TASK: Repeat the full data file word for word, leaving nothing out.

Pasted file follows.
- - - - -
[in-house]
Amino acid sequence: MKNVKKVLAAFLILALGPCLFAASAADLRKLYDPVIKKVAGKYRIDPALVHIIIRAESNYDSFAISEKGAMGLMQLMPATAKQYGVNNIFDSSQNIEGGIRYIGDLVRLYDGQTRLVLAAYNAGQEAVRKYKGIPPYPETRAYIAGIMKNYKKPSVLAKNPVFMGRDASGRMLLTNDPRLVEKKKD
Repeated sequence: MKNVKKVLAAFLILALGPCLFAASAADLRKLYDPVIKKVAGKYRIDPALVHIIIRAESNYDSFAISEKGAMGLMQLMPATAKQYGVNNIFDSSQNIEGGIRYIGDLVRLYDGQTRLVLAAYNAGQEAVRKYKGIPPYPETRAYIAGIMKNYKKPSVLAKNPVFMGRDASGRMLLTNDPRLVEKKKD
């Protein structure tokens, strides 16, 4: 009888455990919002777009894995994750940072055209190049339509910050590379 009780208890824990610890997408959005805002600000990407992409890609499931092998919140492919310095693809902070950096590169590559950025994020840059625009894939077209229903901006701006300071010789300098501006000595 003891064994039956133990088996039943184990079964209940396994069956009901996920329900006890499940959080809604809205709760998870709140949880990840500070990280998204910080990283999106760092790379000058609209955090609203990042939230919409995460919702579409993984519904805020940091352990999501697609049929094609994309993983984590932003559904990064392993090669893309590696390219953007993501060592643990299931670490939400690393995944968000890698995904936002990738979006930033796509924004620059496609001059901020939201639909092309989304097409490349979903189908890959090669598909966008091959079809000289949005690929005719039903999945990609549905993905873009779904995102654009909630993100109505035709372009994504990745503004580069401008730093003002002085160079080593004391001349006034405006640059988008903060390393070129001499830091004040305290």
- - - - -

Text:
[in-house]
Amino acid sequence: MKNVKKVLAAFLILALGPCLFAASAADLRKLYDPVIKKVAGKYRIDPALVHIIIRAESNYDSFAISEKGAMGLMQLMPATAKQYGVNNIFDSSQNIEGGIRYIGDLVRLYDGQTRLVLAAYNAGQEAVRKYKGIPPYPETRAYIAGIMKNYKKPSVLAKNPVFMGRDASGRMLLTNDPRLVEKKKD
Repeated sequence: MKNVKKVLAAFLILALGPCLFAASAADLRKLYDPVIKKVAGKYRIDPALVHIIIRAESNYDSFAISEKGAMGLMQLMPATAKQYGVNNIFDSSQNIEGGIRYIGDLVRLYDGQTRLVLAAYNAGQEAVRKYKGIPPYPETRAYIAGIMKNYKKPSVLAKNPVFMGRDASGRMLLTNDPRLVEKKKD
């Protein structure tokens, strides 16, 4: 009888455990919002777009894995994750940072055209190049339509910050590379 009780208890824990610890997408959005805002600000990407992409890609499931092998919140492919310095693809902070950096590169590559950025994020840059625009894939077209229903901006701006300071010789300098501006000595 003891064994039956133990088996039943184990079964209940396994069956009901996920329900006890499940959080809604809205709760998870709140949880990840500070990280998204910080990283999106760092790379000058609209955090609203990042939230919409995460919702579409993984519904805020940091352990999501697609049929094609994309993983984590932003559904990064392993090669893309590696390219953007993501060592643990299931670490939400690393995944968000890698995904936002990738979006930033796509924004620059496609001059901020939201639909092309989304097409490349979903189908890959090669598909966008091959079809000289949005690929005719039903999945990609549905993905873009779904995102654009909630993100109505035709372009994504990745503004580069401008730093003002002085160079080593004391001349006034405006640059988008903060390393070129001499830091004040305290």